If you need to consult a great book on the legal implications of cloud computing, then look no further. This is the one for you.
Professor Christopher Millard and his colleagues at the Cloud Legal Project at the Centre for Commercial Legal Studies at Queen Mary, University of London, – and colloquially known as “the Queen Mary Mafia” - have done it again.
They've given us, in a readily accessible manner, the very latest thinking on an issue that all information governance professionals need to be very familiar with.
During a reception to celebrate its launch in Brussels last week, Ken Ducatel, Head of Unit for Software, Services and Cloud at the European Commission remarked that he was so impressed with the book that he had already bought 2 copies.
There is a substantial body of law and regulation which already applies to the cloud computing sector, and it is evolving rapidly. Unfortunately, data protection compliance is a particularly difficult issue, mainly because the conceptual basis on which the current law is based (where there are known locations and clear divisions of responsibility between stakeholders, who are either data controllers or data processors) predates the reality of cloud computing.
So when is cloud computing appropriate? What scope is there to negotiate individual contracts with cloud providers? What steps are European regulators likely to take to enforce current laws? What about the relevant law enforcement, competition and consumer protection implications of cloud computing? And how much easier is the proposed new General Data Protection Regulation likely to make life for cloud users?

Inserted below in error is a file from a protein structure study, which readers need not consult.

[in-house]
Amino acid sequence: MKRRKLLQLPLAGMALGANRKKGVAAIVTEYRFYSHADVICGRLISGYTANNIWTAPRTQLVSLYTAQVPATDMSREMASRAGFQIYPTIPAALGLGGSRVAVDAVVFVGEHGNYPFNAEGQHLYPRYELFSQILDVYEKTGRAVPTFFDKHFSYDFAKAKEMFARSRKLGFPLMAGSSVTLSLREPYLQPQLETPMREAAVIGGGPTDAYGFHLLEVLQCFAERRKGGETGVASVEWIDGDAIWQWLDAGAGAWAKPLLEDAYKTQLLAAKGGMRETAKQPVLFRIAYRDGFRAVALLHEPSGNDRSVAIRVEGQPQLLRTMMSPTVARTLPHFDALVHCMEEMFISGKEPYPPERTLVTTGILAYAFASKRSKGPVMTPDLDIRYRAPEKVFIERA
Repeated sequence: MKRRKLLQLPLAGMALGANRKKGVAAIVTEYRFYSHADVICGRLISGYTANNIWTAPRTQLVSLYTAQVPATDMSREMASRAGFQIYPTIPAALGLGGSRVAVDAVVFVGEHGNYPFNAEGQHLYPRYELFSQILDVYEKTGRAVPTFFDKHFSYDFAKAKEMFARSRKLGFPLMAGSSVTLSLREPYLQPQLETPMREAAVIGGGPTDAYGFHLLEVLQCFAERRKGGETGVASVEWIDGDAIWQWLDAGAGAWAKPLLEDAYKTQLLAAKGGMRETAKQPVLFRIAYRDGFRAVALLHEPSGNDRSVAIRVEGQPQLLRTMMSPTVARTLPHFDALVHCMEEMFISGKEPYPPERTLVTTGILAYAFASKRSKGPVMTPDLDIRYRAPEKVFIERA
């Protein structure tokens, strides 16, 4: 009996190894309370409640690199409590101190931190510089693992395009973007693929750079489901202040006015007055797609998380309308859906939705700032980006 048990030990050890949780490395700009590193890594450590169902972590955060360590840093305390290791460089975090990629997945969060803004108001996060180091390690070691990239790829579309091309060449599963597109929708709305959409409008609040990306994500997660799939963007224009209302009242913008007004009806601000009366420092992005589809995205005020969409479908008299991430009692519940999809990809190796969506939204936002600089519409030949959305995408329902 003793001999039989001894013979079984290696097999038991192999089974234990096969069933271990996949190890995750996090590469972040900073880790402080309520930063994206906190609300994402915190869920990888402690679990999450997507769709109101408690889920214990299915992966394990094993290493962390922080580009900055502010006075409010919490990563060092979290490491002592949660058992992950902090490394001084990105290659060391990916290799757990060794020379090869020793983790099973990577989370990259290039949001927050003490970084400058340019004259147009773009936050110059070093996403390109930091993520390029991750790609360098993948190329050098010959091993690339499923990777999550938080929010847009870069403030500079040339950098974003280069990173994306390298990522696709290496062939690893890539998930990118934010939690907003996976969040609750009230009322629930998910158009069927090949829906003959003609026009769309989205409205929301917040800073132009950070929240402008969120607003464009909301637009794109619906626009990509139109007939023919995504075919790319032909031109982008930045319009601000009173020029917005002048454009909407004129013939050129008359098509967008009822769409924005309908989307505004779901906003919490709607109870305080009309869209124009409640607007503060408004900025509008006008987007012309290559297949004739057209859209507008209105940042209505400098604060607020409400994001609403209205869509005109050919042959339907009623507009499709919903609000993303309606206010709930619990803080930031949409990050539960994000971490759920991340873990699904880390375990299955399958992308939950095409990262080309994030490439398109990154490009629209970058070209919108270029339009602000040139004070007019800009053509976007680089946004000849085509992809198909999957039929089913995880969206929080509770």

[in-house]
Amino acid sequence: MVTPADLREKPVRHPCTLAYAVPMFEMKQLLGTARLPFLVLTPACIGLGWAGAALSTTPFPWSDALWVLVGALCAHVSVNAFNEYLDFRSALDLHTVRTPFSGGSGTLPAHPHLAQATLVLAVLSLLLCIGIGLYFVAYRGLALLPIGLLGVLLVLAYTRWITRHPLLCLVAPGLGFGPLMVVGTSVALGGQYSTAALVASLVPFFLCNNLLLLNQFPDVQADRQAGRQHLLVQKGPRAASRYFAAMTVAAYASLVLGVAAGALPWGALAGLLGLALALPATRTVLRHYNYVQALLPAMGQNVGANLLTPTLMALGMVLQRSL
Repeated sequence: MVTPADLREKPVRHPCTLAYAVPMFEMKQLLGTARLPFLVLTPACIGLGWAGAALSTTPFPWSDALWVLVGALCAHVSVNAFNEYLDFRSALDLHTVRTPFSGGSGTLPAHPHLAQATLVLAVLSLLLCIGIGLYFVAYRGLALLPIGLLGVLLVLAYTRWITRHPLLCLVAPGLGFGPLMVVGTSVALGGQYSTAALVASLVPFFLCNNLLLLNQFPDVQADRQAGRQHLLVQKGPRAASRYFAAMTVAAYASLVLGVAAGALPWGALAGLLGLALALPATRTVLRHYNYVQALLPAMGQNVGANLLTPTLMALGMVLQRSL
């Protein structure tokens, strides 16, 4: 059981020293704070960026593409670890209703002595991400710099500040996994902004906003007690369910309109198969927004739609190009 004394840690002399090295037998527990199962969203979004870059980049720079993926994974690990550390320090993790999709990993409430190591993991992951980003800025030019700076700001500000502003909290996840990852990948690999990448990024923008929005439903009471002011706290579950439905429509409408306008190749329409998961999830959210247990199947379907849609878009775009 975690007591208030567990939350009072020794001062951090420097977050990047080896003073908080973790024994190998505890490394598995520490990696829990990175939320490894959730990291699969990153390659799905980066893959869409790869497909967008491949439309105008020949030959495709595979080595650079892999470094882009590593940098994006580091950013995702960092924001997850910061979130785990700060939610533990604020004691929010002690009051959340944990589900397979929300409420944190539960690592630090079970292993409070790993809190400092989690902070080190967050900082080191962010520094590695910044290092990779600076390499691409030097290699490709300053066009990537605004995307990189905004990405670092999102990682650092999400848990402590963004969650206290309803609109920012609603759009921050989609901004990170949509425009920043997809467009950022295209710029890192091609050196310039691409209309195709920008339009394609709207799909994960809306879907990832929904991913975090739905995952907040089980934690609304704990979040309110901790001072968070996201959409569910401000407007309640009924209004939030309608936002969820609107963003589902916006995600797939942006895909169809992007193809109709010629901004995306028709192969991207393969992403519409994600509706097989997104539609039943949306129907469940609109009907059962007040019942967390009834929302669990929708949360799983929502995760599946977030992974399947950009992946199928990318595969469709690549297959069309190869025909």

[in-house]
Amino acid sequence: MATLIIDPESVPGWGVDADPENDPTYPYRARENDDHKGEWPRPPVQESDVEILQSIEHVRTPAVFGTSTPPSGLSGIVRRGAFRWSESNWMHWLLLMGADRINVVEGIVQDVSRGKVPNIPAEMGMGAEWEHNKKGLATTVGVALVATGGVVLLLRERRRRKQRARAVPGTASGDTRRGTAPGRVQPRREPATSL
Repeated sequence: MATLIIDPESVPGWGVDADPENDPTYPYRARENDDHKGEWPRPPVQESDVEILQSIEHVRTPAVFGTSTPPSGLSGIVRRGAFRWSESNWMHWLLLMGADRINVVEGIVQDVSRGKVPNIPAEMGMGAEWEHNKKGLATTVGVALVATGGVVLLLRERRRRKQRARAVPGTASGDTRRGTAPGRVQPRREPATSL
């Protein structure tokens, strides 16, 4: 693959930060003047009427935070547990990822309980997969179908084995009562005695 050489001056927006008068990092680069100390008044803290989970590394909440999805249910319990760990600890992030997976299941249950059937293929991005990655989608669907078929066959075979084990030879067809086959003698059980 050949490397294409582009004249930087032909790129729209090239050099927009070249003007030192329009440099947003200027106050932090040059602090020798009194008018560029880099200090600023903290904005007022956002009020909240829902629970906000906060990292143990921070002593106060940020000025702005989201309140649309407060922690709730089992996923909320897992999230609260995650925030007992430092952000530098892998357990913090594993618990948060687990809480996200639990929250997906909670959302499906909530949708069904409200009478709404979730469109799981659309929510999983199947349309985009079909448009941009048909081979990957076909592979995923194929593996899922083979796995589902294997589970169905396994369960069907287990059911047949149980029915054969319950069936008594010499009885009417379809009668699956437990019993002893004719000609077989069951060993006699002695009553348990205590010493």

The book pulls no punches. Take, for example, its views on the burning topic of the day: "Notwithstanding the frequent invocation by EU officials of ‘the cloud’ as a catalyst and justification for new data protection laws, the proposed Regulation does not look particularly ‘cloud friendly’, nor indeed ‘business friendly’, ‘citizen friendly’ or ‘future proof’." And the book then explains why this is so.
Further editions are bound to follow in the next few years – but a substantial body of the text is unlikely to change. Professor Millard is responsible for a work which explores the principles of cloud computing law in a way that will remain relevant for some time.
It’s a book that the serious players will return to again and again.
Brilliant value at £75 in hardback, £34.95 as a paperback, or just £15.43 for the kindle edition.